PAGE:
Gerti and I took off on the track with her pulling hard. We went about 220 yards when the deer left the row and we lost the blood. The hunter was "100% sure" that he heard the deer go to the right towards the middle of the field while he was still on stand after the shot. We marked the point of loss and the 2 hunters started fanning the rows to the right. I backed Gerti up 20 yards or so on the known track and let her go again. This time at the point of loss she turned hard left and headed out of the corn. Did I mention that the hunter had said that he was "100% sure" that he'd heard the deer make a right turn?

Anyway, Gerti was pulling as hard as ever when I found a drop of blood on a corn leaf as we were leaving the field. When I found a spot of blood on the leaves about 10 yards into the woods I called the hunters over. This was the last visible blood. Gerti took us another 50 or so yards into the woods right to the deer.You can imagine my excitement. Some things I was happy about first of all was that the only visible blood in the corn was about 3 feet above Gerti's head. As we found out later, there was no exit hole!!! Surely there was some blood on the ground but you couldn't see it so I give Gerti some props for that.

Second, Gerti took the track the polar opposite direction out of the corn than the hunter swore he heard the deer run. This point I must gloat about for a second. My buddy was afraid that Gerti was destroying evidence at the point of loss by winding up the corn leaves with her leash. The second time he voiced his disapproval over this it kind of ticked me off which is why I picked her up and backed up the known line and re-started her. He's a very accomplished hunter but he lacks much confidence in Gerti, at least before tonight. I'm not sure what puzzled him more, the fact that he was wrong, or that Gerti was right?? He'll never tell.I feel that we'd have found this deer eventually without a dog but Gerti definitely found it first and much more quickly than we would have, so I'm calling it a find.

Chris Barr with Gerti and a doe she found

Don Dickerson from Michigan shared another story along the theme "trust your dog". Don is tracking with Gerti's brother, Gunther.

"I got a call from a good friend on Tuesday morning. He had hit what he described as a very nice big buck at 8 am Tuesday morning. The shot was 35 yards with a crossbow. He thought he had hit the deer to far back, no lungs but also had what he described as a lot of dark blood and was almost sure had hit the liver. He tracked the blood for 300 yards before losing it and called me.

I wanted to get tracking right away because the weather was suppose to get dry, hot and windy, not good tracking weather at all. I left the office and drove home and picked up Gunther (6 1/2 mo Billy/Gilda pup). Gunther picked up the blood trail right away and tracked the first 300 yards right to the spot where the blood trial was lost by the hunter. My buddy was amazed at how fast Gunther and I got there, he said it took him and another guy 45 minutes to track what Gunther did in about 10 minutes.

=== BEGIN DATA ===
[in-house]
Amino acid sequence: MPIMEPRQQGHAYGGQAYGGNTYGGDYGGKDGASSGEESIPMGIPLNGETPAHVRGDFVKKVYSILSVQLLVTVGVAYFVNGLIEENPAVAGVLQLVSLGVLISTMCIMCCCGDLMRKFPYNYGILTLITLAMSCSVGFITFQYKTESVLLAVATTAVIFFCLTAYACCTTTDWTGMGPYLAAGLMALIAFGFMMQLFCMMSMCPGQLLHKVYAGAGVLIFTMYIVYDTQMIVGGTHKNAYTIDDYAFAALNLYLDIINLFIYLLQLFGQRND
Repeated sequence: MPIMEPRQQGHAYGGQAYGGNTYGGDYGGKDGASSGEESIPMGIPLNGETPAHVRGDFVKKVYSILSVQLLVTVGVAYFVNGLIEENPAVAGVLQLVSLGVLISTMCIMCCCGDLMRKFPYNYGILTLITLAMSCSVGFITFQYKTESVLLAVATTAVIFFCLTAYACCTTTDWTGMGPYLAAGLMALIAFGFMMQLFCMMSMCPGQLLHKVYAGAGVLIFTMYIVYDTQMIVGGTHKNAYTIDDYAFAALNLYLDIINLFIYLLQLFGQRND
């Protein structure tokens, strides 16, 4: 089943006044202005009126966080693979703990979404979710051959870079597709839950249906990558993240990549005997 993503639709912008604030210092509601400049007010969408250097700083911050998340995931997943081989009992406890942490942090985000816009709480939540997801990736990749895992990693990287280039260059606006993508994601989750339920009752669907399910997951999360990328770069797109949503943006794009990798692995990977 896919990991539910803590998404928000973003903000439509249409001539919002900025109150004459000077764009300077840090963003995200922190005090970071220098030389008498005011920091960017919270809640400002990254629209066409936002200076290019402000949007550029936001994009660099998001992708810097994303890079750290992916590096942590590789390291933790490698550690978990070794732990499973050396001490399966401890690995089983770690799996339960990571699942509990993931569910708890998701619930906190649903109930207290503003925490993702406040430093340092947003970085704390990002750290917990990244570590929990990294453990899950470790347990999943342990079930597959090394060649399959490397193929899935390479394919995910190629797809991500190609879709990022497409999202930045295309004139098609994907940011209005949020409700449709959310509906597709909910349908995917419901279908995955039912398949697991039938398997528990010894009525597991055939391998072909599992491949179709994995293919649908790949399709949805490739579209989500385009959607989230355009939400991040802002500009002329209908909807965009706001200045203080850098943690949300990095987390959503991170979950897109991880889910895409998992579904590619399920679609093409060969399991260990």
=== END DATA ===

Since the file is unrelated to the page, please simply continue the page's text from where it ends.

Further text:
There where no bubbles in the blood, the blood was fairly dark and there was a fair amount of blood, but it tapered off quickly after the first 300 yards. I was convinced and convinced my buddy that it was not a liver shoot, the deer just went to far for it to be hit in the liver. Gunther veered to the North across a short grass open field, not on a deer trail, although there were several trails crossing at the last blood sight. All of the heavy cover was to the South of the last blood. We were all convinced that the deer had to have gone to the South towards the heavy cover and not crossed the open field where Gunther was taking us. But I allowed him to go that way about 100 yards or so past a small bush, right up to 3 coyote dens! At that point I was convinced that he was on the coyote track and not the deer, having seen no blood and not being on a deer trail, so I pulled him off the line and took him back to last blood at the 300 yard mark and started him again, only to have him take the same line right past the bush right up to the coyote dens again.

At this point, thinking we were all smarter than the dogs nose, I took Gunther down into the South swamp, after finding nothing after an or so search I took him back to the 300 yard mark and he again took the line to the small bush right by the coyote dens.....and low and behold this time we found a small drop of blood on a piece of grass next to the bush right by the coyote dens! Guess what? We were wrong and Gunther's nose was right! "Trust your your your dog" I have read it over and over in John's book and on these I my dog. I let Gunther continue on the line up a hill down a deer trail and guess what? More blood about 200 yards further, Gunther was right on.

To make a long story short, Gunther tracked the buck over 1/2 mile, and the buck did eventually go to a swamp and near a creek. We lost all sight of blood and after about 5 1/2 hours of tracking at 3 pm, after looking in all the swamps and bedding areas, the weather now hot, dry and windy, we called the search but also now convinced that the buck was not mortally wounded. I at one point found a fair amount of muscle tissue, I am convinced the shot was high on the deer, likely not hitting any vitals. John says"...the next best thing to not finding a hunter's deer is being able to assure him/her that the deer is alive and will likely live". Thus, although we did not find the buck, the hunter was happy to know it was still alive, Gunther got a lot of valuable tracking time and he never gave up and I learned a valuable lesson....TRUST YOUR DOG!!!!!